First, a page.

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Little Ealing Primary School
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Phonics

PHONICS

Phonics is a way of teaching children how to read and write by developing their phonemic awareness—the ability to hear, identify, and manipulate different sounds used in the English language. Children learn the correspondence between these sounds and the spelling patterns (graphemes) that represent them. At Little Ealing,  we place a strong emphasis on the teaching of phonics in the early years of reading and writing in order to give all children a solid foundation for learning. Because not all words in the English language comply to the rules of phonics we also teach so-called ‘sight words’ by repetition and retrieval

 

The Teaching of Phonics

Phonics lessons at Little Ealing are taught daily from Nursery up to Year 2. The sessions are short, engaging and memorable with an emphasis placed on revising a previously learned letter-sound correspondence, learning a new one, practising this, and applying it to sentence level work.

 

The teaching of phonics begins in Nursery and Reception using the ‘Read, Write Inc Phonics Scheme  (RWI) ’. 

Sounds are introduced at a rate of one a day throughout the Autumn and Spring term. Children consolidate these sounds in the Summer term whilst learning to blend the sounds together to read and write words. 

 

What is Read Write Inc?

Read Write Inc (RWI) is a phonics complete literacy programme that helps all children learn to read fluently and at speed so they can focus on developing their skills in comprehension, vocabulary and spelling.  The programme is designed for children aged 4-7. However, at Little Ealing, we begin the programme in Nursery and will continue teaching RWI to children beyond the age of 7 if they still need support in their reading.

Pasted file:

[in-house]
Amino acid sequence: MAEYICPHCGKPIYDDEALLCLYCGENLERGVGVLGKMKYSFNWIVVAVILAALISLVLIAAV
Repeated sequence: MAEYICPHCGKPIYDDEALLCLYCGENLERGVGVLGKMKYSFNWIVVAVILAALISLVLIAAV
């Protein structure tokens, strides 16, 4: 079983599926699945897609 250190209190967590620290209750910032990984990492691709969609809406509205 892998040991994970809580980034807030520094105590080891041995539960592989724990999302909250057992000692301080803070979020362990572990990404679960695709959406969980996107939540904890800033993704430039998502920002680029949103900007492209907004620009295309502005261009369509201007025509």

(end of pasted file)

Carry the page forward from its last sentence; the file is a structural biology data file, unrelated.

RWI was developed by Ruth Miskin and more information on this can be found at http://www.ruthmiskin.com/en/parents/.


Reading opens the door to learning. A child who reads a lot will become a good reader. A good reader will be able to read more challenging material. A child who reads challenging material is a child who will learn. The more a child learns, the more he or she will want to find out.

Using RWI, the children learn to read effortlessly so that they can put all their energy into comprehending what they read. It also allows them to spell effortlessly so that they can put all their energy into composing what they write.

When using RWI to read the children will:

  • learn 44 sounds and the corresponding letter/letter groups using simple picture prompts
  • learn to read words using Fred Talk
  • read lively stories featuring words they have learned to sound out
  • show that they comprehend the stories by answering questions.

When using RWI to write the children will:

  • learn to write the letters/letter groups which represent 44 sounds.
  • learn to write words by saying the sounds in Fred Talk
  • write simple sentences

 

The Phonics Screening Check

During the Summer term in Year 1, children nationwide are tested on their phonic knowledge. This test helps us to identify children who have gaps in their phonic knowledge and may need further support in Year 2. The test is low-key and we endeavour to make it stress-free for the children. Essentially, the children are asked to read 40 words from a list, using their phonics to ‘sound out' the word and then blend it if they need to. Parents are informed as to whether their child has achieved the national expectation within the child’s end-of-year report.

 

Practising Phonics at Home

The best phonics resources are ordinary reading books. Alongside the books, your child brings home seek out books that you and your child enjoy reading. Discuss words that present a challenge, breaking them down into their component sounds in order to read them if necessary. Make sure you set aside quiet time for reading and enjoying books together. 

 

In addition to books, your child will bring home packs of words that can be decoded using their phonics knowledge. Practice reading and spelling these words. Play fun games with them such as thinking of words that rhyme. Finally, your child will receive a word fan displaying ‘high-frequency words’ – common words that appear very often in written texts. They are a mixture of decodable words (words that can be sounded out) and sight words/exception words (words in which the English spelling code works in an unusual or uncommon way, which means the words have to be learned and recognised by sight). The expectation is that by the end of Reception children should be able to read most of these words, and by the end of Year 1 they should be able to spell most of them. Try to practice one word with your child from the list per day.

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